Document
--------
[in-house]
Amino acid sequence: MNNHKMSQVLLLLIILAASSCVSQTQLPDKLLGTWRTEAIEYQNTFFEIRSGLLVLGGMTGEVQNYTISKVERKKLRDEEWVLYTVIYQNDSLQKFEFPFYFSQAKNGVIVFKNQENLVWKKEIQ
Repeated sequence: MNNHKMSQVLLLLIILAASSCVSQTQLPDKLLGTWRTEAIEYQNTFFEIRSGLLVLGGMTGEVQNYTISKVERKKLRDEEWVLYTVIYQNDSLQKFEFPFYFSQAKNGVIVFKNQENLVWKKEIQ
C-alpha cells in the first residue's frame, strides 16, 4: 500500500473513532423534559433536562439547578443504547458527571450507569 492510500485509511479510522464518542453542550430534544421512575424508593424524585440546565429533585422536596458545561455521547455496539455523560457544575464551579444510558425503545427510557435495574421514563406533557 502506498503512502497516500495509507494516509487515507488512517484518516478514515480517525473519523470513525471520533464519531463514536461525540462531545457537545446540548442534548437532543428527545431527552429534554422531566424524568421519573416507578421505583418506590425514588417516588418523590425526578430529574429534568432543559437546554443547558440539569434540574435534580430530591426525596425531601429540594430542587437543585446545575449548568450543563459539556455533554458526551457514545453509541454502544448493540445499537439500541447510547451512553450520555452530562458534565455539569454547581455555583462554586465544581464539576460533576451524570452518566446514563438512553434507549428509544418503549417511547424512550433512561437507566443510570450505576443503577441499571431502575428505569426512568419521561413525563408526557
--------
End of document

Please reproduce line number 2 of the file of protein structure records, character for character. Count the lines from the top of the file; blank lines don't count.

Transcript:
Amino acid sequence: MNNHKMSQVLLLLIILAASSCVSQTQLPDKLLGTWRTEAIEYQNTFFEIRSGLLVLGGMTGEVQNYTISKVERKKLRDEEWVLYTVIYQNDSLQKFEFPFYFSQAKNGVIVFKNQENLVWKKEIQ